Nationals

Quick Links

Strasburg rattled by Rockies

802056.png

Strasburg rattled by Rockies

The Nationals' 4-2 loss to the Rockies last night was disappointingfrustratingmaddeningpick another adjective for a number of reasons, but let's focus on the two most significant ones...

1. Stephen Strasburg came undone during what proved to be the decisive bottom of the sixth inning.

How often does Strasburg take the mound with a lead in hand, give it back and wind up taking the loss? Well, in 31 career starts prior to last night, he had never done it.

But in that fateful bottom of the sixth at Coors Field, Strasburg (who one inning earlier had staked himself to a 2-1 lead thanks to an RBI double) imploded in a manner we had never seen before.

It began with a Dexter Fowler leadoff triple down the right-field line, then turned scary when Strasburg drilled Marco Scutaro in the head with a 95 mph fastball. Clearly upset by what he had just done, Strasburg pulled his cap off, winced and looked right at Scutaro, wanting to make sure the veteran infielder was OK.

It's never easy for any pitcher to rebound from a moment like that, and Strasburg was no exception, though he didn't get any help from plate umpire Angel Hernandez. Strasburg's subsequent 2-2 pitch to the fearsome Carlos Gonzalez (a 96 mph fastball on the lower, inside corner of the strike zone) was called a ball. Strasburg appeared to have a few words for Hernandez, and MLB's Pitch FX system confirmed it should have been strike three.

But bad call or not, Strasburg needed to shake that one off and make a good 3-2 pitch to retire Gonzalez. Instead, he left a curveball over enough of the plate for Gonzalez to lace the game-tying single to right. A Michael Cuddyer base hit continued the inning, and Todd Helton's sacrifice fly brought home the go-ahead run.

That proved to be the difference in the game, and proved to be a rare occasion in which Strasburg had trouble handling an adverse situation.

2. A struggling Nationals lineup failed once again to take advantage of a struggling pitcher.

The Nats may not find themselves in a more advantageous matchup entering a game all season, with Strasburg in their corner and soft-tossing Jeff Francis and his 8.56 ERA in the other. That didn't exactly play out as expected, did it?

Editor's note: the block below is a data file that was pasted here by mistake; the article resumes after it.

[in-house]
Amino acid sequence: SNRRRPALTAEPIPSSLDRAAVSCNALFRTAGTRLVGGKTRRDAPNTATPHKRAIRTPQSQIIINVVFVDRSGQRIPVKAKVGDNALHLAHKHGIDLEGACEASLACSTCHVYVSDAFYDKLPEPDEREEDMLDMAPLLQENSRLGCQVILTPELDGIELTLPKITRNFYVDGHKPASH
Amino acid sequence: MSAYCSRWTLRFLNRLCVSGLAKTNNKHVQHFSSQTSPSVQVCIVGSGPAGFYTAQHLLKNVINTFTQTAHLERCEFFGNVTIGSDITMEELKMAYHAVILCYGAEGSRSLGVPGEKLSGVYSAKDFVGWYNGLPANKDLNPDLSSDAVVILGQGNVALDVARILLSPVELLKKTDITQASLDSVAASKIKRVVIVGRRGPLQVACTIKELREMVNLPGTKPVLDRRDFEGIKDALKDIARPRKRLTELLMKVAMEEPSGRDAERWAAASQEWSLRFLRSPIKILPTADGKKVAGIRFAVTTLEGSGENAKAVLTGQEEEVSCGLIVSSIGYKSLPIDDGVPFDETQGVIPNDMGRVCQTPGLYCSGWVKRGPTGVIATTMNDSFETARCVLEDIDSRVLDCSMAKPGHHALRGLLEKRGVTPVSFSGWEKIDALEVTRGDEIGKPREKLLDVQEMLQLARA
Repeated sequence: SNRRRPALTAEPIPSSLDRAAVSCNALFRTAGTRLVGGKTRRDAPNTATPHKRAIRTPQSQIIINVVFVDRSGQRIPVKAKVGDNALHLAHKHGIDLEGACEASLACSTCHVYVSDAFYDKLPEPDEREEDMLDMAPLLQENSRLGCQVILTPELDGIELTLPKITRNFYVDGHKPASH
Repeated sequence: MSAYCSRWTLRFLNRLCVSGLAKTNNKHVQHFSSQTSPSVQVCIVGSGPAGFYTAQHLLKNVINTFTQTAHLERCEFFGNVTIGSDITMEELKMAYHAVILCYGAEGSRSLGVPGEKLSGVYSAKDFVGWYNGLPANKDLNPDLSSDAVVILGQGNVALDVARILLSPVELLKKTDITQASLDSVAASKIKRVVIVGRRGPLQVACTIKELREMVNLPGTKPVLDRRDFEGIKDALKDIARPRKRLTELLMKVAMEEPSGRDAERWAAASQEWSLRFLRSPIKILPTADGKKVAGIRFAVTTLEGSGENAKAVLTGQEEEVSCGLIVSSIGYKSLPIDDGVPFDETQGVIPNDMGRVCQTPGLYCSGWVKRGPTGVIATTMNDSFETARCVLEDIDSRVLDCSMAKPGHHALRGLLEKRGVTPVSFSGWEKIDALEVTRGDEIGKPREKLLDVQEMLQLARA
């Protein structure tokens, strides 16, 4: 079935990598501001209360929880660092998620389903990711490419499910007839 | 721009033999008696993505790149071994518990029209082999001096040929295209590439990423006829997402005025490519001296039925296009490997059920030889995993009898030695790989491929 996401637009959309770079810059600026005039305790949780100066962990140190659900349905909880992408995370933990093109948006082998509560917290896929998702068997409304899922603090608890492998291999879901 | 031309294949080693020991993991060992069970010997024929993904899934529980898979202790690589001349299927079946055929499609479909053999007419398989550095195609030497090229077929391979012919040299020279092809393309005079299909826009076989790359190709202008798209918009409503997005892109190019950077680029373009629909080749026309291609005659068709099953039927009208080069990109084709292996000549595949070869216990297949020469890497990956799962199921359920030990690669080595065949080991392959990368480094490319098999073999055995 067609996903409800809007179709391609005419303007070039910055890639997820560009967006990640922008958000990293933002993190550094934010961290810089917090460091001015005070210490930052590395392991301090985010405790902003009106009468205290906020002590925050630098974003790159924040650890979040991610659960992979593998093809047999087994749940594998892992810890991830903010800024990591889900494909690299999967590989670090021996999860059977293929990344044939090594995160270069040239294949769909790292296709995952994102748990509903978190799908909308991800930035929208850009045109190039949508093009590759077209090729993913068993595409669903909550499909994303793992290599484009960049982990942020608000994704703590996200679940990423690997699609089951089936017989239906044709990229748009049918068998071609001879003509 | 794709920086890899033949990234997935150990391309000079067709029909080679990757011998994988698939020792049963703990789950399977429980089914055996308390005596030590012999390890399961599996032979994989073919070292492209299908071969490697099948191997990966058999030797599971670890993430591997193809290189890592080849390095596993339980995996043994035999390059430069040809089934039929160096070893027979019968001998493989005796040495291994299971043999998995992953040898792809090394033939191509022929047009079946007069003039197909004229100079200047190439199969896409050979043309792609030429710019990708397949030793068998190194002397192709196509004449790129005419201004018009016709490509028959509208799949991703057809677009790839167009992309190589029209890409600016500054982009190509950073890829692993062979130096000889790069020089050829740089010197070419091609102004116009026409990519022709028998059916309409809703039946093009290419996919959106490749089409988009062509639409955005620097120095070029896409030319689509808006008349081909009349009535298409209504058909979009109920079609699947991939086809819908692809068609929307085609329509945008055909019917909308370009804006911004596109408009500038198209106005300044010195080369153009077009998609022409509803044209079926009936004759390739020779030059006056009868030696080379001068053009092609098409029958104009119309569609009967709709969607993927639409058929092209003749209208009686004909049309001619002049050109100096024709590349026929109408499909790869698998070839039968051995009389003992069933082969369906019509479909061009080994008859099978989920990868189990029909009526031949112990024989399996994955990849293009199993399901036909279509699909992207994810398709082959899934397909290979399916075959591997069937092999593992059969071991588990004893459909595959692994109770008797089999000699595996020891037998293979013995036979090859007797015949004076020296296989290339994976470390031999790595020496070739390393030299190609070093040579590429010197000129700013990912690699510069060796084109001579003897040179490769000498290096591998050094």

Francis allowed just two runs on five hits in five innings, striking out five while most notably issuing zero walks. Only four of the 21 batters the left-hander faced got ahead in the count. None worked his way into a three-ball count.

Davey Johnson was not pleased at all.

"We've faced some pitchers everybody jumps on, and they look like Sandy Koufax over there," the manager told reporters following the game.

How bad was the Nationals' offensive attack? Strasburg and No. 8 hitter Jesus Flores combined to go 4-for-5. Everybody else went 4-for-28.

Quick Links

Nationals re-sign Howie Kendrick for two-years

usatsi_10269587.jpg

Nationals re-sign Howie Kendrick for two-years

WASHINGTON  -- The Nationals have agreed to a $7 million, two-year contract with outfielder Howie Kendrick, a deal subject to a successful physical.

Agent Pat Murphy confirmed the deal to The Associated Press on Monday. USA Today was first to report the deal.

Kendrick, 34, hit .293 with seven home runs and RBIs in 52 games with Washington after he was acquired from Philadelphia. The versatile right-handed hitter got just three plate appearances off the bench in the playoffs.

In 12 major league seasons with the Los Angeles Angels, Dodgers, Phillies and Nationals, Kendrick is a .291 hitter with a .755 OPS. He's now primarily an outfielder for Washington after playing left field, second base, first base and other positions throughout his career.

Quick Links

See hilarious highlights from Nats' Racing Presidents tryouts

usatsi_7978263.jpg
USA Today Sports Images

See hilarious highlights from Nats' Racing Presidents tryouts

Ever wonder how you can become one of the Washington Nationals' Racing Presidents or what it takes to get the job?

The team recently detailed the requirements and held tryouts on Sunday for the next group of presidents to carry on the 12-season tradition.

RELATED: Ranking best and worst of MLB logos

While the basic requirements are pretty standard — be at least 18 years old, have a high school diploma, etc. — the specifics are quite unusual compared with a typical job. Among them, presidential candidates need to be at least 5-foot-7 but no taller than 6-foot-6 and able to run from centerfield to first base in a 50-pound costume. Needless to say, those who were invited to try out had to be in pretty good physical shape.

So in bitter cold temperatures, participants raced against each other in a 40-yard dash with the 50-pound costume on. They also danced.

Here are some of the highlights from Sunday’s Racing Presidents tryouts.

RELATED: Bryce Harper enjoyed story of Alex Luey, Ovechkin's hat trick for young cancer survivor